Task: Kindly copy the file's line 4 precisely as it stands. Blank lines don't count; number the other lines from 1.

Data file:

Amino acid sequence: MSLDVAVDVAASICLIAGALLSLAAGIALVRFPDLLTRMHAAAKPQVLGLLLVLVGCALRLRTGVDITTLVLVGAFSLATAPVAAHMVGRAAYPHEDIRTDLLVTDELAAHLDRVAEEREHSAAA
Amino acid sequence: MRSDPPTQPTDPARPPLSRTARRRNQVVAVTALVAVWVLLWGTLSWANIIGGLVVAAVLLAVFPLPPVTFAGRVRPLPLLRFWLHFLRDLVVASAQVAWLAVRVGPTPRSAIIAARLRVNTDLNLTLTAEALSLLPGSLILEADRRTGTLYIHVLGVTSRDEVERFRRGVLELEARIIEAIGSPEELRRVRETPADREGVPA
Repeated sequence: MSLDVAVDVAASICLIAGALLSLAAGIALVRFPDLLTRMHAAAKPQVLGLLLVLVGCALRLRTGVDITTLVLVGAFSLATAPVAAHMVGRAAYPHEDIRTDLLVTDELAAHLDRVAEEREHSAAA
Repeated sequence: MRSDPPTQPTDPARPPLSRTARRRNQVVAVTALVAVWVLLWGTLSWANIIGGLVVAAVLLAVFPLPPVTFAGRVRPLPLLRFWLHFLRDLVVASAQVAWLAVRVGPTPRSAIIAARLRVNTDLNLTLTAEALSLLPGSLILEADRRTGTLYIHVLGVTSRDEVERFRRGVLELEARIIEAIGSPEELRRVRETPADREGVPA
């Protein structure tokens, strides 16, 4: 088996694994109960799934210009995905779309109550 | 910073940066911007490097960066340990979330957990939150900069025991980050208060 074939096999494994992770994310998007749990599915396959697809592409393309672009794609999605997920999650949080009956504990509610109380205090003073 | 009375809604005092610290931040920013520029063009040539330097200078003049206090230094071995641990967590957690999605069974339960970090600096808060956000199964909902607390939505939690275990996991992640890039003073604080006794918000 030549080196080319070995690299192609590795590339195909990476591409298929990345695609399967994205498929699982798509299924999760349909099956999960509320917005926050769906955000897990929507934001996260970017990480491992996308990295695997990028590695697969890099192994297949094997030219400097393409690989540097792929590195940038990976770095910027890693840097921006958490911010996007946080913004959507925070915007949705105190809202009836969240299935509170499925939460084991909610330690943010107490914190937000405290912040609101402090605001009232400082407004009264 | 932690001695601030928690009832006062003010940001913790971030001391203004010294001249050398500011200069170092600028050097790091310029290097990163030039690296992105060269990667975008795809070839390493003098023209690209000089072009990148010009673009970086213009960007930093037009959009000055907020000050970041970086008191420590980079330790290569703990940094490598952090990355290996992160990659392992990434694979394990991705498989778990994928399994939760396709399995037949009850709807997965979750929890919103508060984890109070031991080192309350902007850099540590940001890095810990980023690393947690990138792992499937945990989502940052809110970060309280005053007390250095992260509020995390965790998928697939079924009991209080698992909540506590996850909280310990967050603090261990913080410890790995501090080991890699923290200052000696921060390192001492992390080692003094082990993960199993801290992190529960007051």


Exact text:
Repeated sequence: MRSDPPTQPTDPARPPLSRTARRRNQVVAVTALVAVWVLLWGTLSWANIIGGLVVAAVLLAVFPLPPVTFAGRVRPLPLLRFWLHFLRDLVVASAQVAWLAVRVGPTPRSAIIAARLRVNTDLNLTLTAEALSLLPGSLILEADRRTGTLYIHVLGVTSRDEVERFRRGVLELEARIIEAIGSPEELRRVRETPADREGVPA